Observations of very bright sources can leave behind a residual image. This residual is caused by two distinct effects. In the first effect, charge in heavily saturated pixels is forced into deeper layers of the CCD which are not normally cleared by readout. Over time, the charge slowly leaks back into the imaging layers and appears in subsequent images. The time scale for leakage back into the imaging region depends on the amount of over-exposure. Strongly saturated images can require several hours to clear completely. The second effect is caused by charge transfer inefficiencies. At all exposure levels some charge becomes temporarily bound to impurities in the silicon of the CCD. The effect is most noticeable in images with high exposure levels, probably because electrons become exposed to more impurities as the wells are filled. This effect leaves behind charge both in bright regions of the image and in the part of the chip through which the bright objects were read out.

Figure 27.2 shows a saturated star on PC1 and the residual image seen in an 1800 second dark calibration frame which was started six minutes later. Note that the residual image is bright not only where the PC image was overexposed (effect 1), but also in a wide swath below the star due to the second effect and a narrower swath above the star due to bleeding during the exposure.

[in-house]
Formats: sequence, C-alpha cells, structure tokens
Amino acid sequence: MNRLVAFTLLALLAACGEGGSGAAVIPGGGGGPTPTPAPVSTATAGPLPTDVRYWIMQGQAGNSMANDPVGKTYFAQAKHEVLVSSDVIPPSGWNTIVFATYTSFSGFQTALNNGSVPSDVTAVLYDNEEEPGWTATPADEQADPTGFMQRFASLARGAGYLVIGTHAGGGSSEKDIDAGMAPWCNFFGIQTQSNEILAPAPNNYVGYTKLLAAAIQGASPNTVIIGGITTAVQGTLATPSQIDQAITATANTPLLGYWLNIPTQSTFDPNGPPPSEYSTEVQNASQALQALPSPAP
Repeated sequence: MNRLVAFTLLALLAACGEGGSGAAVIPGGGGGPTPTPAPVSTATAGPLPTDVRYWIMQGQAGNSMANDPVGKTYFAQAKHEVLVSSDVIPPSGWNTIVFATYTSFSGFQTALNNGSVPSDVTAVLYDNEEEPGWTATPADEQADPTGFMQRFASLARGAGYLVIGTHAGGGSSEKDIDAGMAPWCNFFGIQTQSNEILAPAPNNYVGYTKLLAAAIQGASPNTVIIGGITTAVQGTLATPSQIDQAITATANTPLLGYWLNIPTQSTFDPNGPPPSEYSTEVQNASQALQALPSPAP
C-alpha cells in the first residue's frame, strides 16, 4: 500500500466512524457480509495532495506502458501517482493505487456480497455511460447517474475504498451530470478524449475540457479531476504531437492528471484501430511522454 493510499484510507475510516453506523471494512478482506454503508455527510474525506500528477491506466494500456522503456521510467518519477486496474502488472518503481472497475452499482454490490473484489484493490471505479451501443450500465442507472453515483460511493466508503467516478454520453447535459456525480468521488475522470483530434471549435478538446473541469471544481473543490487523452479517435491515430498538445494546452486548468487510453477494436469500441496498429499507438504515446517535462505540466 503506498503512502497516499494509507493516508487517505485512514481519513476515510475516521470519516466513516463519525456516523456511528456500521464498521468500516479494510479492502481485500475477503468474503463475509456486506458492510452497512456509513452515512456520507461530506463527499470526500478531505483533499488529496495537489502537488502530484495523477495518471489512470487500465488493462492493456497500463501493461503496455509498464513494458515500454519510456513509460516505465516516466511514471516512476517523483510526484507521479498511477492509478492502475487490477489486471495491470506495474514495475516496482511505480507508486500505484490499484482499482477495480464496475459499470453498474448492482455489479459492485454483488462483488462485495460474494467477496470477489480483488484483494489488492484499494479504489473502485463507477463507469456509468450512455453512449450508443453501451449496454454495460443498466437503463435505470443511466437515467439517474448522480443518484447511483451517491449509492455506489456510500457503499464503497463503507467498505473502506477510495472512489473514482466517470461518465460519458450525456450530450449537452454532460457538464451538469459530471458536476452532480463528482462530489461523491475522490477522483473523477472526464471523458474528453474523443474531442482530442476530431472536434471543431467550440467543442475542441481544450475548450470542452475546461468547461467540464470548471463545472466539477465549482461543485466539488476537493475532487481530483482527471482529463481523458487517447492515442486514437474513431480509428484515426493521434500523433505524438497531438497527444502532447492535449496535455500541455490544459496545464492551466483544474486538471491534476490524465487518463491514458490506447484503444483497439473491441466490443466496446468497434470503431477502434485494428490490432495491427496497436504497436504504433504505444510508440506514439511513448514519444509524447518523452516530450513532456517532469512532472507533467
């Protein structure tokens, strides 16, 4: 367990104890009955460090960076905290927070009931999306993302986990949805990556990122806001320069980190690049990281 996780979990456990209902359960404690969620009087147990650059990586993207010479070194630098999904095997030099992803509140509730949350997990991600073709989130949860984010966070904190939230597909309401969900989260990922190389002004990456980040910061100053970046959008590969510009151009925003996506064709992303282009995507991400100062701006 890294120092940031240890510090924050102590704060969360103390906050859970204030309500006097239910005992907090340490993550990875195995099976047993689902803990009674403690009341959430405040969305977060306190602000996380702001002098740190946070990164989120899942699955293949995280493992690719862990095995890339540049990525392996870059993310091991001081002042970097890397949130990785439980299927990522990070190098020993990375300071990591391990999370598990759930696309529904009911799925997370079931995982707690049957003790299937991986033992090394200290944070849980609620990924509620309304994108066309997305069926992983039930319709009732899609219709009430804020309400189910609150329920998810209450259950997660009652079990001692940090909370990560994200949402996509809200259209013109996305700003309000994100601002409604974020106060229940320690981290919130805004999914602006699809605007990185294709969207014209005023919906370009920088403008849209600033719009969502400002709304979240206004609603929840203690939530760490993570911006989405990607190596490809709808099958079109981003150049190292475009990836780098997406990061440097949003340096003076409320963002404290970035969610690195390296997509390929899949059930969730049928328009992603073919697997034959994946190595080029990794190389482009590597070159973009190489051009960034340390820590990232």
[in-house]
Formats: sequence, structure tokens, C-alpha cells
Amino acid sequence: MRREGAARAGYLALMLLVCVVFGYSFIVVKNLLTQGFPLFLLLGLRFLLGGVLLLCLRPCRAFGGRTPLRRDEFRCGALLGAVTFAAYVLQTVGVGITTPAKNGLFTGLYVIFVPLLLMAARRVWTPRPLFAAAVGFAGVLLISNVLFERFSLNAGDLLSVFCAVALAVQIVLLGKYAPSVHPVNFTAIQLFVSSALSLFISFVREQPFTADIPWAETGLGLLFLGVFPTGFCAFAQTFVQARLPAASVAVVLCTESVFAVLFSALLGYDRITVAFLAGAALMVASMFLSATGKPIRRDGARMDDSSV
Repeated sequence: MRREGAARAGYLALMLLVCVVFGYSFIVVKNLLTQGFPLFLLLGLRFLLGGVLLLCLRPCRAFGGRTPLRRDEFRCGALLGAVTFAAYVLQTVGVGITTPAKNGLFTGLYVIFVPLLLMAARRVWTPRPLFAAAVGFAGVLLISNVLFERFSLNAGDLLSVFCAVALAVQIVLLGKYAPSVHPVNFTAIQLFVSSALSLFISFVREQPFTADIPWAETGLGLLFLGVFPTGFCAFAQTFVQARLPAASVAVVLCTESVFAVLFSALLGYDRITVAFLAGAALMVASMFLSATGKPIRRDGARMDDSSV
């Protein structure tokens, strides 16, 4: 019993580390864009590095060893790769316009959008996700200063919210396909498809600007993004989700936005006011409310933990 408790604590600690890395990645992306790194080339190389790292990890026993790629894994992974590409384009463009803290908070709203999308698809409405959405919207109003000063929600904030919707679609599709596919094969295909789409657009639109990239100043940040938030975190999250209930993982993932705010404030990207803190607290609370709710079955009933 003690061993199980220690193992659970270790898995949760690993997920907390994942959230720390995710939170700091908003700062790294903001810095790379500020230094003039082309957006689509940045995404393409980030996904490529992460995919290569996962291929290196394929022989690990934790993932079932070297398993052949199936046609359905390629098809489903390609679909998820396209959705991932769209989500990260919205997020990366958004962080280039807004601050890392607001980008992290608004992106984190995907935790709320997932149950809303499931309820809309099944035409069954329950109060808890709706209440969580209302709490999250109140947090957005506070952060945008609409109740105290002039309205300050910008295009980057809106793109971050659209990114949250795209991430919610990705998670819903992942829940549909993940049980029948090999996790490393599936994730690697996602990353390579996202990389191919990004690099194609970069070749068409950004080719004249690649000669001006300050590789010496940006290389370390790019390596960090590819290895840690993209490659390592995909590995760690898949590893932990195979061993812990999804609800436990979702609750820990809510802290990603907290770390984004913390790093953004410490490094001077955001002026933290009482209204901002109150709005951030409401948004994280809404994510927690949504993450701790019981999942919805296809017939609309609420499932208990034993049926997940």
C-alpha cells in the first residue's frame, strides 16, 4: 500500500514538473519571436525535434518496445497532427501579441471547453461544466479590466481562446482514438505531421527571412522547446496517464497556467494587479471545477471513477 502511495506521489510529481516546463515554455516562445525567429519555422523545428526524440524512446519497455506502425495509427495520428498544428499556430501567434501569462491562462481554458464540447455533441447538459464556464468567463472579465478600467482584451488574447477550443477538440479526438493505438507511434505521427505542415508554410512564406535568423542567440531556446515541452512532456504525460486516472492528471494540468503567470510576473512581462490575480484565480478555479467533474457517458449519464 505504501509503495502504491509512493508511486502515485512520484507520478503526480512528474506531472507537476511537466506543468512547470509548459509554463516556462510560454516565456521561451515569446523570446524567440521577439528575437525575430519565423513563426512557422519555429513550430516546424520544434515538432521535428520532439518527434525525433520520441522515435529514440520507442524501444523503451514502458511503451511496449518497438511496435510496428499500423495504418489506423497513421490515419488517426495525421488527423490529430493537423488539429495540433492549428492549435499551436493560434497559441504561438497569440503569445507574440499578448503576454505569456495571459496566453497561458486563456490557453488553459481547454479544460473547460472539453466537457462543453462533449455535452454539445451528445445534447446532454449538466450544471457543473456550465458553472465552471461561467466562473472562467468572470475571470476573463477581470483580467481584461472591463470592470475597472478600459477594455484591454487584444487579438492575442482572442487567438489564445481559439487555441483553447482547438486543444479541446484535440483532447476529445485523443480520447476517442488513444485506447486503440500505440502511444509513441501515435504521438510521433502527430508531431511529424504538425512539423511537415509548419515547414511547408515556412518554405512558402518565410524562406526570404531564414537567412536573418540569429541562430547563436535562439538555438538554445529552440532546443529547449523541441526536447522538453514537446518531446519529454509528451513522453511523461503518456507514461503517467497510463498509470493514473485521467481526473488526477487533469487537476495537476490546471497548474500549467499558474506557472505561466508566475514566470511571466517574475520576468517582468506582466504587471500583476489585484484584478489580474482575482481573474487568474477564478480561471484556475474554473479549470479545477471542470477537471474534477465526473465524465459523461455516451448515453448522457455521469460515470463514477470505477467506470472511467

Figure 27.2: Saturated Star and Residual Image


Ghost images may occur on images of bright objects due to internal reflections in the WFPC2 camera. The most common ghosts are caused by internal reflections in the MgF2 field flatteners. In these ghosts, the line connecting the ghost and the primary image passes through the optical center of the chip. The ghost always lies further away from the center than the primary image. Figure 27.3 gives an example of one of these ghosts.

Figure 27.3: Field Flattener Ghost in WF2---Image Shows Entire CCD

Ghosts may also occur due to reflections on the internal surfaces of a filter. The position of these ghosts will vary from filter to filter and chip to chip. For any given filter and chip combination, the direction of the offset of the ghost from the primary image will be constant, although the size of the offset may vary as a function of the position of the primary image. Filter ghosts can be easily recognized by their comatic (fan-shaped) structure. Particularly bright objects may produce multiple ghosts due to repeated internal reflections. Figure 27.4 shows an example of filter ghosts.